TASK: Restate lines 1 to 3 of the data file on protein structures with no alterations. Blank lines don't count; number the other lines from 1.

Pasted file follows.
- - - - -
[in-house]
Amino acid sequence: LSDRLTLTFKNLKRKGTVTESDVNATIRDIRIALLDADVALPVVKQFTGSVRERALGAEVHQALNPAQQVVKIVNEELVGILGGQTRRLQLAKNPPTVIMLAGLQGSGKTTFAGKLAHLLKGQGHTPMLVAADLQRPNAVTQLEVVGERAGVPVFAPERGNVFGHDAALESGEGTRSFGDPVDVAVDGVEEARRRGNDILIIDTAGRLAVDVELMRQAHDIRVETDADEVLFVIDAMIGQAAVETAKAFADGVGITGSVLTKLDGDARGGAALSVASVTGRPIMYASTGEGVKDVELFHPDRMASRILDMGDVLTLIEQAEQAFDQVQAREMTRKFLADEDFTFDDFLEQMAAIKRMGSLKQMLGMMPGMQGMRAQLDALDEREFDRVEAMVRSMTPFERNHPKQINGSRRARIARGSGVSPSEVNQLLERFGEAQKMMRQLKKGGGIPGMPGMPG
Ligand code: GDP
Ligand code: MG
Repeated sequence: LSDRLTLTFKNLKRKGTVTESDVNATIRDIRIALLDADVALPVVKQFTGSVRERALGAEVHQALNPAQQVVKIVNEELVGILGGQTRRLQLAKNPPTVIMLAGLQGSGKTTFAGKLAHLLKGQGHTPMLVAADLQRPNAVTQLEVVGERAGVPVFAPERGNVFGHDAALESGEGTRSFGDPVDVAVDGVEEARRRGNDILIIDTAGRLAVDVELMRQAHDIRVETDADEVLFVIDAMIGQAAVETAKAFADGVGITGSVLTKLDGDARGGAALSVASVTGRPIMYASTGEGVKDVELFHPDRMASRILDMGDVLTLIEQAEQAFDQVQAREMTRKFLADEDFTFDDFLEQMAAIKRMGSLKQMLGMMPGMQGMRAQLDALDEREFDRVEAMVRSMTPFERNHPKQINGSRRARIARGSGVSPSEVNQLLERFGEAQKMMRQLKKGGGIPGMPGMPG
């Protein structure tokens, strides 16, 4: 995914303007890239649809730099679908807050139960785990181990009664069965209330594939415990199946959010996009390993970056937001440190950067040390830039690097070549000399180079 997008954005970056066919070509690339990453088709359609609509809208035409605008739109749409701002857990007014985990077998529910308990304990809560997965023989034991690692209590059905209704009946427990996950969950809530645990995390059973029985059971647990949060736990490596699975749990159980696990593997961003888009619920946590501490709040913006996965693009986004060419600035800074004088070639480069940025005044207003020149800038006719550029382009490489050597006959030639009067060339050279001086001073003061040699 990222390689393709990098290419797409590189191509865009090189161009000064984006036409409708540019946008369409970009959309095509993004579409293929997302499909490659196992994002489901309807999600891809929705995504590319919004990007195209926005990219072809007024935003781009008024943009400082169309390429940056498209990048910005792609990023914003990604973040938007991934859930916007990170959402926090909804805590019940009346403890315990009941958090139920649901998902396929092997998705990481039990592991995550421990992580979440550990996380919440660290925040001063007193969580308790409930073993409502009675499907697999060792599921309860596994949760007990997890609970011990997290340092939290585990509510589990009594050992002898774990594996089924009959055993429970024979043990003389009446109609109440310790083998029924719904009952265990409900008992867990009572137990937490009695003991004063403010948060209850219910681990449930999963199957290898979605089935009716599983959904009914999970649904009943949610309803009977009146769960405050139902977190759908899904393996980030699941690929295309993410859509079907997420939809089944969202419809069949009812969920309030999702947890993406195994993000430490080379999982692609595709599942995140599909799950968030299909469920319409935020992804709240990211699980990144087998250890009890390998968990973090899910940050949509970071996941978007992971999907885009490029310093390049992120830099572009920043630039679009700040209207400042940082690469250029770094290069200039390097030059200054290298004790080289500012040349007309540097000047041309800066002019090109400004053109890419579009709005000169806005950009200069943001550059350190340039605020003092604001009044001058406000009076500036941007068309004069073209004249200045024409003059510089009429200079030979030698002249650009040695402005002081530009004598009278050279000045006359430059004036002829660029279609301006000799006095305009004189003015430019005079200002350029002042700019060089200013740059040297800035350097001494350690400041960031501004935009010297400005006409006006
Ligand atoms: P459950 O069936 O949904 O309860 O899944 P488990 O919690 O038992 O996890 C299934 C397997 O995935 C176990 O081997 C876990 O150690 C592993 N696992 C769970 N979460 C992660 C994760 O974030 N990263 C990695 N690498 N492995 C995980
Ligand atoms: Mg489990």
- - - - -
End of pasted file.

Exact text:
[in-house]
Amino acid sequence: LSDRLTLTFKNLKRKGTVTESDVNATIRDIRIALLDADVALPVVKQFTGSVRERALGAEVHQALNPAQQVVKIVNEELVGILGGQTRRLQLAKNPPTVIMLAGLQGSGKTTFAGKLAHLLKGQGHTPMLVAADLQRPNAVTQLEVVGERAGVPVFAPERGNVFGHDAALESGEGTRSFGDPVDVAVDGVEEARRRGNDILIIDTAGRLAVDVELMRQAHDIRVETDADEVLFVIDAMIGQAAVETAKAFADGVGITGSVLTKLDGDARGGAALSVASVTGRPIMYASTGEGVKDVELFHPDRMASRILDMGDVLTLIEQAEQAFDQVQAREMTRKFLADEDFTFDDFLEQMAAIKRMGSLKQMLGMMPGMQGMRAQLDALDEREFDRVEAMVRSMTPFERNHPKQINGSRRARIARGSGVSPSEVNQLLERFGEAQKMMRQLKKGGGIPGMPGMPG
Ligand code: GDP